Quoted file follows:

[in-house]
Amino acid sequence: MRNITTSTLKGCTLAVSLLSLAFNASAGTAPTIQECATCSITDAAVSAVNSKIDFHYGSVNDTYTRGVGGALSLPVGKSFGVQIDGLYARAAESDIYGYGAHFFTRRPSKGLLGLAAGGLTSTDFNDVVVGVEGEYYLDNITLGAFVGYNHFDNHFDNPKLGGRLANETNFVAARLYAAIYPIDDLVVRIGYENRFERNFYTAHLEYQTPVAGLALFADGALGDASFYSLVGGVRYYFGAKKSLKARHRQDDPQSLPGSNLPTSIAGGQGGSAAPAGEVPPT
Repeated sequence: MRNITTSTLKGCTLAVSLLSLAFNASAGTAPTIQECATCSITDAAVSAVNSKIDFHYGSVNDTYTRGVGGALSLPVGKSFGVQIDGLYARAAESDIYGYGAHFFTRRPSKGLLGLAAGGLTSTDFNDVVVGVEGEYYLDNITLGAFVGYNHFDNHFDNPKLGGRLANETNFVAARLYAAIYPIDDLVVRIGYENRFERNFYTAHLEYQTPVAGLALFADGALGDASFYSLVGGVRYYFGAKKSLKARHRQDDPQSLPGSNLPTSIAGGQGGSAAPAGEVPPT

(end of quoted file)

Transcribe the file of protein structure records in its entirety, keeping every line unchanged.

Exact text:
[in-house]
Amino acid sequence: MRNITTSTLKGCTLAVSLLSLAFNASAGTAPTIQECATCSITDAAVSAVNSKIDFHYGSVNDTYTRGVGGALSLPVGKSFGVQIDGLYARAAESDIYGYGAHFFTRRPSKGLLGLAAGGLTSTDFNDVVVGVEGEYYLDNITLGAFVGYNHFDNHFDNPKLGGRLANETNFVAARLYAAIYPIDDLVVRIGYENRFERNFYTAHLEYQTPVAGLALFADGALGDASFYSLVGGVRYYFGAKKSLKARHRQDDPQSLPGSNLPTSIAGGQGGSAAPAGEVPPT
Repeated sequence: MRNITTSTLKGCTLAVSLLSLAFNASAGTAPTIQECATCSITDAAVSAVNSKIDFHYGSVNDTYTRGVGGALSLPVGKSFGVQIDGLYARAAESDIYGYGAHFFTRRPSKGLLGLAAGGLTSTDFNDVVVGVEGEYYLDNITLGAFVGYNHFDNHFDNPKLGGRLANETNFVAARLYAAIYPIDDLVVRIGYENRFERNFYTAHLEYQTPVAGLALFADGALGDASFYSLVGGVRYYFGAKKSLKARHRQDDPQSLPGSNLPTSIAGGQGGSAAPAGEVPPT